Maybe there's something I'm missing, but it seems to me like all the solutions I've heard about involve experts trying sophisticated techniques of some kind or another, when a brute-force attack would be a better approach.

Instead of focusing all efforts such things as trying to calculate just the right density and adhesive qualities of slurry to pump into the well head, why not build a huge concrete dome with more than enough mass to counter the oil pressure, tow it out to sea and sink it over the well head?

Yes, I'm aware of the box idea they tried that failed. That was too small, with too little mass, because that wasn't an attempt to stop the leak, that was an attempt to cap it with an outlet that would still allow them to pipe up the oil to the surface. Forget all that. Just smother the thing.

Friday, May 7, 2010

The Greatest Ice Hockey Goal of All Time?

I thought I had posted a link to this clip here before, but I wanted to watch it again, and discovered it wasn't here after all. So I hunted it up and I'm posting it anyway, even though it's 3 1/2 years old now. Maybe someone else will see it here who's never seen it before, and wow, is it worth watching.

This is Alex Ovechkin playing for the Washington Capitals, against the Phoenix Coyotes in November 2006. The announcers are Coyotes' announcers, and one of the says during several replays from different angles, "...we can't see this enough. I mean, we can, because it's against the Phoenix Coyotes, but that is something spectacular."

Alex the Great, on his back, rolling over, moving away from the goal, which he can't see but knows about where it is, three opponents between him and the goal, only one hand on his stick, next-to-impossible absolutely-minimum angle left to get a shot in, but...

Link for when it gets copied into Facebook (on accounta FB hasn't been copying embeds):

What a shot!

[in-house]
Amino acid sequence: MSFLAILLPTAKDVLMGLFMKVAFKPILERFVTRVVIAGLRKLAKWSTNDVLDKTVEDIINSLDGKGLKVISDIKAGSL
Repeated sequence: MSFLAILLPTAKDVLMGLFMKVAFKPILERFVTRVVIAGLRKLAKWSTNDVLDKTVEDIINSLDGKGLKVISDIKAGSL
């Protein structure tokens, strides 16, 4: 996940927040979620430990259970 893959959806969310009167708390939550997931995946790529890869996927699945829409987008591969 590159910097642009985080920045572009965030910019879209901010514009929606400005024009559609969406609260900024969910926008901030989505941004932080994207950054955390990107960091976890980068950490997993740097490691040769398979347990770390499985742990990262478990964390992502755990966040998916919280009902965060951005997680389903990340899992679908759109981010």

Thursday, April 29, 2010

A Candidate I Can Support

Today I started campaigning for a candidate for the U.S. House of Representatives. It feels strange.

I strongly dislike the long-term behaviors I have observed in my incumbent Congressman. For example, on taxes, he emphasizes that while he was Chair of our County Board of Supervisors, he "lowered taxes." He clearly makes it seem that his lowering of taxes was the most notable characteristic of his tenure as Chairman on the issue of taxation. He lowered taxes, he claims. Yeah, well, he once voted to lower the tax rate on properties after the property valuations had risen dramatically, so that they were ever-so-slightly less than what they otherwise would have been, but the overall effect was that property taxes went up. Up is not down. Property taxation is a huge issue, as property taxes make up the vast majority of tax revenue for most counties and states.

During this guy's entire tenure as Chairman, property taxes doubled. Doubled. He voted for one tiny little reduction in a tax rate one time, but he allowed the overall taxation to go up and up and up. And yet he has the gall to talk as if lowering taxes defines his position on the general issue of taxation. He is a quintessential ~politician~ who appears to have no difficulty distorting the truth, and I want to vote him OUT.

I'm an independent. This political bum I'm referring to happens to be a Democrat. He not only voted for the recent health insurance legislation, he was a co-sponsor of the bill. This is the roughly 2,000 page bill of which House Speaker Nancy Polosi made the idiotic statement during a press conference, "We have to pass the bill to find out what's in the bill."